BMW M2 Gets More Horsepower for 2025


A glowing review? Sure, you can call it that. We published it on April 2, 2023. The second-generation BMW M2 is “The M car to get, and the one that tracks most closely to enthusiasts’ image of the brand,” we wrote. The M2 “remains the pure driving enthusiast’s choice in BMW’s lineup.”

So what can the 2025 BMW M2 do for an encore? An extra 20 horsepower, for one thing, upping the muscle from 453 horses to 473. Which lowers the 0-to-60 mph time to 4.1 seconds, a tenth of a second quicker with the manual transmission, and quicker still with the M Steptronic automatic transmission at 3.9 seconds.

Called in the business a “mid-cycle refresh”—which happens when a manufacturer updates a current vehicle to keep it interesting until the arrival of the next-generation model— BMW has tweaked that second-gen M2, introduced in 2023. The worldwide launch of the ’25 model happens this August. It will continue to be built in BMW’s plant at San Luis Potosí in Mexico, alongside a similarly-refreshed 2 Series Coupe.

As far as increased performance goes, that added horsepower can come with more torque, too, but at an experiential price. Torque remains a healthy 406 lb-ft in the manual, but opt for the M Steptronic plus the no-extra-cost Drivelogic feature that enhances the Steptronic’s shifts, and the torque jumps to 443 lb-ft. BMW also says that “advances have been made with the accelerator mapping and response in all the drive modes selectable via the M Setup menu,” resulting in a quicker response when you hit the accelerator, regardless of which transmission you have.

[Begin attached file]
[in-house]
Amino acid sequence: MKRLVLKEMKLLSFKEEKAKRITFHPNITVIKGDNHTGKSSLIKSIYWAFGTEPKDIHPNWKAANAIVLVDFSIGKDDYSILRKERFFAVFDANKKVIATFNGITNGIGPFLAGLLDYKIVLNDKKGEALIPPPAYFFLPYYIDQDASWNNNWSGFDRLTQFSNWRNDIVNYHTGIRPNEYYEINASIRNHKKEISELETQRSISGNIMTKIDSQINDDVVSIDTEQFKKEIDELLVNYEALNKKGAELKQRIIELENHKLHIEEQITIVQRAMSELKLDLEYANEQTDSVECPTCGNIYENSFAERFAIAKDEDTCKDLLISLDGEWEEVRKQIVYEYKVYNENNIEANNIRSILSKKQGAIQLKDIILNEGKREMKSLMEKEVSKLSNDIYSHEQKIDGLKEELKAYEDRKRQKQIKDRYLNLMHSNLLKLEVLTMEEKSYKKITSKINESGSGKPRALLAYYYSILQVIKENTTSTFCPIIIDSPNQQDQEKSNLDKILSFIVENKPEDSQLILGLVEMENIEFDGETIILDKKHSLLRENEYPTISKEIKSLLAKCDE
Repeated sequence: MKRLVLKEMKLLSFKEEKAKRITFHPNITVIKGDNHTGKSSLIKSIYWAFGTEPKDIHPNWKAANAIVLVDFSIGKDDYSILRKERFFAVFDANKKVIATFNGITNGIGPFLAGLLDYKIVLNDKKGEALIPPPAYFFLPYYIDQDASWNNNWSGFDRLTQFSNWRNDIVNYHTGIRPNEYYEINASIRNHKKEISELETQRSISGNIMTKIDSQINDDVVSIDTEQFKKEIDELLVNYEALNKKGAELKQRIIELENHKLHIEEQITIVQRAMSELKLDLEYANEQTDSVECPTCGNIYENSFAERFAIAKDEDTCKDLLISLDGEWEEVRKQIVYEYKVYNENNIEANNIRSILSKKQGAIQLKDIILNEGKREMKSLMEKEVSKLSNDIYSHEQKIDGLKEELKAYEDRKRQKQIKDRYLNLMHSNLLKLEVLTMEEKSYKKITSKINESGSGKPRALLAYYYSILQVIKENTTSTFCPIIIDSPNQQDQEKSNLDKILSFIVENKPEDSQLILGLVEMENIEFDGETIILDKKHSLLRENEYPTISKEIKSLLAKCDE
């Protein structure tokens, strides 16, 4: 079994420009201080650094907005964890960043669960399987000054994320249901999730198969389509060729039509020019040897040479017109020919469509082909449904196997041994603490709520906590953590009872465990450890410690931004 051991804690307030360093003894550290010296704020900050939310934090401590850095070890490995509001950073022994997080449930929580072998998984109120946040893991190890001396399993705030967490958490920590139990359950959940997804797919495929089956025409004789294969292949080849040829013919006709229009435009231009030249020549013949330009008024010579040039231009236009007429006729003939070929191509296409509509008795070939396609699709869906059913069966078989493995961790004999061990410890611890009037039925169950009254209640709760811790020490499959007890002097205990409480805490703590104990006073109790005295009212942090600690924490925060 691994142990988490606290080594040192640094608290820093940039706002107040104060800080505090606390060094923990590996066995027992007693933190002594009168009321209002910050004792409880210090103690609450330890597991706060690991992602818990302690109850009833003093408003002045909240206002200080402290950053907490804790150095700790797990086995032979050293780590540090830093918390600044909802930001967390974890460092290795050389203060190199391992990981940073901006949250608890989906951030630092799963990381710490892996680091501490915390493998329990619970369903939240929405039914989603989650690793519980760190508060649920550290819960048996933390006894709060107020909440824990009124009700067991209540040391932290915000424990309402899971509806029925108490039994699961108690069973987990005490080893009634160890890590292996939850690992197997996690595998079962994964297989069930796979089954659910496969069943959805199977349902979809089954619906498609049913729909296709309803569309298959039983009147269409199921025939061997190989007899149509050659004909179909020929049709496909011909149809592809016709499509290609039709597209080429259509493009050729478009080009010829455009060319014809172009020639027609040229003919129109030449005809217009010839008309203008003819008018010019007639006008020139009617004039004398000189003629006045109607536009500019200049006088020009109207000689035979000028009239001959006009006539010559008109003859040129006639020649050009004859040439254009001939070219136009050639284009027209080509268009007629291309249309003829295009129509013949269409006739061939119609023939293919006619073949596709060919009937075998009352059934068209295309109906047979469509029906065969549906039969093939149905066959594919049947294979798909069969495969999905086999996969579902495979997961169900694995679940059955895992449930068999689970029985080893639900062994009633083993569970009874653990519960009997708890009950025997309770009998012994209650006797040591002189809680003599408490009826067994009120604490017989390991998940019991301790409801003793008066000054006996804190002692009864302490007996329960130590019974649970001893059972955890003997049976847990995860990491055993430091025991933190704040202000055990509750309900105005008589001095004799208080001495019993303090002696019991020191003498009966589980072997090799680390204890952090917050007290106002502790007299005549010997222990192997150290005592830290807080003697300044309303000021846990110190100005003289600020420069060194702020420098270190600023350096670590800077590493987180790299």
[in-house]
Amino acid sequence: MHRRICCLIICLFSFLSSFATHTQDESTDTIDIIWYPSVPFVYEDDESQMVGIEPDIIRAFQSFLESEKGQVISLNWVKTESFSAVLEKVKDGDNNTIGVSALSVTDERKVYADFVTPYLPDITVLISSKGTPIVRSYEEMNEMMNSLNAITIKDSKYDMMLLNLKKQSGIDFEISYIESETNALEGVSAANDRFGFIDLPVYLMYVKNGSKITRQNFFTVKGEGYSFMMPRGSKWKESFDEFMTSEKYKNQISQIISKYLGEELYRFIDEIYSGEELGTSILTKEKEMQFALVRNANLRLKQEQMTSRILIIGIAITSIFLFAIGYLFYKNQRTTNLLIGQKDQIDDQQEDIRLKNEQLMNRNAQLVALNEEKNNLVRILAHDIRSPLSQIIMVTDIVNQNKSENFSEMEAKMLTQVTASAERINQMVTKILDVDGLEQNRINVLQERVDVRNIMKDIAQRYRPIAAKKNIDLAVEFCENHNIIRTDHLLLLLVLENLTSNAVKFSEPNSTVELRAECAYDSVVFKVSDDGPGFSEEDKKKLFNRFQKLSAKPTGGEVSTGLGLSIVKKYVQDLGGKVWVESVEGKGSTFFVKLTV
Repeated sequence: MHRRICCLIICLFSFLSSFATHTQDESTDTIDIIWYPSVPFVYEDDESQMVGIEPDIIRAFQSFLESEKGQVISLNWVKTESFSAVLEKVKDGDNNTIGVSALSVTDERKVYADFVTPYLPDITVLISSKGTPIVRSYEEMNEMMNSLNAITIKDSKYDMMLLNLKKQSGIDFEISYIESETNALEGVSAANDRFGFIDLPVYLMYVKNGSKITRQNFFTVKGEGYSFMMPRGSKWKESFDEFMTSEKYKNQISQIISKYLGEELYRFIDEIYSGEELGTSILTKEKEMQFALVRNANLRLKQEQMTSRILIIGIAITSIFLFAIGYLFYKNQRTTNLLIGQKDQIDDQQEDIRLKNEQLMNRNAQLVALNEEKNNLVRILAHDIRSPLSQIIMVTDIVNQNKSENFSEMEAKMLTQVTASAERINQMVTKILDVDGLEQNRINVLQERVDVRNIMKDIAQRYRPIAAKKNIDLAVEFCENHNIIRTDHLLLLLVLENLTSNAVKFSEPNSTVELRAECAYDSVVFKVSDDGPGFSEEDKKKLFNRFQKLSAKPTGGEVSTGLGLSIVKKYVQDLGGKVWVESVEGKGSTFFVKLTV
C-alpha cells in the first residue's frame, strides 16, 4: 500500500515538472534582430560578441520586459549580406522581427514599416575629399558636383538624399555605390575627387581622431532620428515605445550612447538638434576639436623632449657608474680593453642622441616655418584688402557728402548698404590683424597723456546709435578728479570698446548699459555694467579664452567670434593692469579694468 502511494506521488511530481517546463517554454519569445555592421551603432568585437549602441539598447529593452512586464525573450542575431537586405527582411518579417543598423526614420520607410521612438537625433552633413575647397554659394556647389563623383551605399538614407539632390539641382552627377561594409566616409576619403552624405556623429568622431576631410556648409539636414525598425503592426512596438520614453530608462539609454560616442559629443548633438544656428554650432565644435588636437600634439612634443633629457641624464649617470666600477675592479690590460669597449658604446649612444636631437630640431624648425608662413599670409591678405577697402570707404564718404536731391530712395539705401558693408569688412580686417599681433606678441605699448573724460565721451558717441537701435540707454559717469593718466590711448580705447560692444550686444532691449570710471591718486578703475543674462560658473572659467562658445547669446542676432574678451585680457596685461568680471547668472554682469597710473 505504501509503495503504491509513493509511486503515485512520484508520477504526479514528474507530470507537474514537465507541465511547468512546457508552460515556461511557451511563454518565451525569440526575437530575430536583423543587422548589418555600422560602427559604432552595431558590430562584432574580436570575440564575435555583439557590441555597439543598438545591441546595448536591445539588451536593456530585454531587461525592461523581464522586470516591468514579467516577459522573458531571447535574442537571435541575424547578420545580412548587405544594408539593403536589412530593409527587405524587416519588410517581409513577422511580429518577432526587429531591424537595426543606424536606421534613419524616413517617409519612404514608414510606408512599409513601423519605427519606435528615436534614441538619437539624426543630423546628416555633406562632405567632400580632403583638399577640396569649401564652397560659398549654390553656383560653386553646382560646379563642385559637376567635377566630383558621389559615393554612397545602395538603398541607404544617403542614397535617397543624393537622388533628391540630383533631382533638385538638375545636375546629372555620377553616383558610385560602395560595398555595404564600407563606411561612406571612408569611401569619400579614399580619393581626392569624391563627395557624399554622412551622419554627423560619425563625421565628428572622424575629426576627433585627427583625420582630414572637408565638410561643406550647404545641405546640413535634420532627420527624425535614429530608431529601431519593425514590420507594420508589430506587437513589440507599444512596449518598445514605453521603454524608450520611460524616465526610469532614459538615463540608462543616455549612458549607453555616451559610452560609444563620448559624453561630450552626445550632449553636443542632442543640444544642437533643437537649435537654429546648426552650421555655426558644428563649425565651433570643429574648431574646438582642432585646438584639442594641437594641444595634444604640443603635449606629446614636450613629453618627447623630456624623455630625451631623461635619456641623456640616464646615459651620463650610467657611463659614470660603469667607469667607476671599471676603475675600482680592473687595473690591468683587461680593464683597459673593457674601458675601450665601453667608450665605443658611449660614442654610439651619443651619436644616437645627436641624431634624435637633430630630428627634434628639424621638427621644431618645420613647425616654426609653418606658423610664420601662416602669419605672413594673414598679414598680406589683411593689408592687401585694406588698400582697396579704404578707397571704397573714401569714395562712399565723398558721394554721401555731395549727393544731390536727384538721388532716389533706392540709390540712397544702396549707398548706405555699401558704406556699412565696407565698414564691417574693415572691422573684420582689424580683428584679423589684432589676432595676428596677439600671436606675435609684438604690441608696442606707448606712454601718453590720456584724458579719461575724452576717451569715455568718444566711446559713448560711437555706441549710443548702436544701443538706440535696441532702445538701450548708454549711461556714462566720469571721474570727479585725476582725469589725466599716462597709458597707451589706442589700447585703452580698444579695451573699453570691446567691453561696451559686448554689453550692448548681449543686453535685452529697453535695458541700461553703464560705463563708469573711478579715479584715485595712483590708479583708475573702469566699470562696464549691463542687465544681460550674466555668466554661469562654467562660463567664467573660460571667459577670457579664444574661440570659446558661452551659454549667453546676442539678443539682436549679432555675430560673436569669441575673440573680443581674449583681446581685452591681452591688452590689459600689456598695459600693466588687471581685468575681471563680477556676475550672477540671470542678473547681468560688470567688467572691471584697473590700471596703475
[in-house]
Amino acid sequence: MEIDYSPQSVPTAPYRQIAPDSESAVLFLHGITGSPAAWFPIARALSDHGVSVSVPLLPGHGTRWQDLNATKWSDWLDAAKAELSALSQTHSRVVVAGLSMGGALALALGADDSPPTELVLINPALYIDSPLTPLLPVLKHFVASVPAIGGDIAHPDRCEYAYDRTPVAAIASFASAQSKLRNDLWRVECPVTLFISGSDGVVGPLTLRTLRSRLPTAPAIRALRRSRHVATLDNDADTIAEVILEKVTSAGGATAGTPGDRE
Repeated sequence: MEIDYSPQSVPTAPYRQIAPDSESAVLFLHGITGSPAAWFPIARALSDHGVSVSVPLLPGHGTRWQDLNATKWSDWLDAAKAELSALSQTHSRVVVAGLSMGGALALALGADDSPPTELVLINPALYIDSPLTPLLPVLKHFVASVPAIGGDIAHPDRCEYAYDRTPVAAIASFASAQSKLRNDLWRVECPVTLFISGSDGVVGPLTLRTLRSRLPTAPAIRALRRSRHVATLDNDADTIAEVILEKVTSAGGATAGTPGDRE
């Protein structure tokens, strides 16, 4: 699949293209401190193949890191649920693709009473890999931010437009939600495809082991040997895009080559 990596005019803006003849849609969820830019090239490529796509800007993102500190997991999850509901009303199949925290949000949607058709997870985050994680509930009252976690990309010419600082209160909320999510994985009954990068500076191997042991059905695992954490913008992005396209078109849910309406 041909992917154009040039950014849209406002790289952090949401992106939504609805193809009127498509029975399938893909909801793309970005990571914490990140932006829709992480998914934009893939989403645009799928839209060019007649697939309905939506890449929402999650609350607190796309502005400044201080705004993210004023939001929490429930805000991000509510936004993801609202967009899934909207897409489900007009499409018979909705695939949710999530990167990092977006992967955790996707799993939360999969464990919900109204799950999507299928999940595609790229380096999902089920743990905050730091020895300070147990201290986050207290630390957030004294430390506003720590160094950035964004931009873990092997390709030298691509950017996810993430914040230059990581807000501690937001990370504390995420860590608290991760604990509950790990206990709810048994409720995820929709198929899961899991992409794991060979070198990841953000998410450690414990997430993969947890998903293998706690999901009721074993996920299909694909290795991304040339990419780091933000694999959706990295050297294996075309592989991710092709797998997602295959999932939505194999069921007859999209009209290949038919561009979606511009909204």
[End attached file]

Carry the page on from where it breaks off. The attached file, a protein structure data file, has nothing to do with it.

Aside from that, the powertrain is untouched—it remains a twin-turbo 3.0-liter inline six-cylinder engine, connected (thankfully) to a standard six-speed manual transmission, or the eight-speed M Steptronic.
Other updates for the ’25 model include new design accents for the exterior and interior, four new exterior colors, and the introduction of BMW Operating System 8.5 to support the latest generation of BMW iDrive. We’ll be interested to see how OS 8.5 works; in our review of the 2023 model, we reported that the “iDrive 8 interface is reasonably intuitive,” but that leaves some room for improvement.

More digital controls have been added, including for the seat and steering wheel heat and the climate control system itself, thus reducing the number of buttons and switches. The instrument panel has also been redesigned, and there’s a new flat-bottomed steering wheel. Apple CarPlay and Android Auto remain as standard equipment.

2025 BMW M2 rear vertical

Wheels are double-spoke alloys in Jet Black or a bicolor finish, or—and this is new—a bright silver finish. The M quad tailpipes will be finished in black, and the model designation badges, located on the trunk lid and grille, are also now black, bordered in silver.

And those four new colors we mentioned: Java Green metallic, Voodoo Blue, Grigio Telesto Pearl Effect metallic and Twilight Purple Pearl Effect metallic. If you can guess exactly what those colors look like from their names, congratulations.

2025 BMW M2 front three quarter action

In all, probably not enough enhancements here for 2025 to make you trade in your 2023 or 2024 BMW M2, unless 20 more horsepower means that much to you. As expected, the price goes up, but not by a whole lot: The 2025 M2 starts at $64,900, plus $1175 destination and handling. The second-gen model was introduced for 2023 at a base price of $62,200, plus $995 destination and handling.

When it comes to four-wheel transportation that just makes you smile, the BMW M2 has been doing that since it was introduced as a 2016 model. We see no reason why that won’t continue.


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    It’s not scooped and ribbed enough for your pleasure to be a Grand Am. Maybe that will come later. Not the best looking BMW, but not the worst either.

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